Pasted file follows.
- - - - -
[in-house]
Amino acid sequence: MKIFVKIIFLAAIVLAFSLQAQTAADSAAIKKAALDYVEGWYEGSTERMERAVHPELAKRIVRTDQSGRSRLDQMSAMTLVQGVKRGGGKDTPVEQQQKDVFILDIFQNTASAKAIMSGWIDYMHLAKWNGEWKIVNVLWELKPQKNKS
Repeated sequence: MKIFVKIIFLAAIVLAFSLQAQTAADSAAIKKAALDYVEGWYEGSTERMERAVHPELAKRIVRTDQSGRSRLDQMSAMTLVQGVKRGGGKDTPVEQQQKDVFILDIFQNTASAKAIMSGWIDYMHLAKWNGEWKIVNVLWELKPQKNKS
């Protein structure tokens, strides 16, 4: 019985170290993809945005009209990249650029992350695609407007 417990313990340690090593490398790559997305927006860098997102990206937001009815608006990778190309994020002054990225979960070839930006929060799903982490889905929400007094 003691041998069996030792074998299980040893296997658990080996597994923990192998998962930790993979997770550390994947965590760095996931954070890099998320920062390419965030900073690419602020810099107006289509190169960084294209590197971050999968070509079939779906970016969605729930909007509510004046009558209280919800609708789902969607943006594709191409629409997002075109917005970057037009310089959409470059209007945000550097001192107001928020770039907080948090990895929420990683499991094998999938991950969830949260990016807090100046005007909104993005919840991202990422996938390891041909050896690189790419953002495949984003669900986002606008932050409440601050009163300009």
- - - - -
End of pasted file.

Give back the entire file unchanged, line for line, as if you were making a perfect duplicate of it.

[in-house]
Amino acid sequence: MKIFVKIIFLAAIVLAFSLQAQTAADSAAIKKAALDYVEGWYEGSTERMERAVHPELAKRIVRTDQSGRSRLDQMSAMTLVQGVKRGGGKDTPVEQQQKDVFILDIFQNTASAKAIMSGWIDYMHLAKWNGEWKIVNVLWELKPQKNKS
Repeated sequence: MKIFVKIIFLAAIVLAFSLQAQTAADSAAIKKAALDYVEGWYEGSTERMERAVHPELAKRIVRTDQSGRSRLDQMSAMTLVQGVKRGGGKDTPVEQQQKDVFILDIFQNTASAKAIMSGWIDYMHLAKWNGEWKIVNVLWELKPQKNKS
């Protein structure tokens, strides 16, 4: 019985170290993809945005009209990249650029992350695609407007 417990313990340690090593490398790559997305927006860098997102990206937001009815608006990778190309994020002054990225979960070839930006929060799903982490889905929400007094 003691041998069996030792074998299980040893296997658990080996597994923990192998998962930790993979997770550390994947965590760095996931954070890099998320920062390419965030900073690419602020810099107006289509190169960084294209590197971050999968070509079939779906970016969605729930909007509510004046009558209280919800609708789902969607943006594709191409629409997002075109917005970057037009310089959409470059209007945000550097001192107001928020770039907080948090990895929420990683499991094998999938991950969830949260990016807090100046005007909104993005919840991202990422996938390891041909050896690189790419953002495949984003669900986002606008932050409440601050009163300009």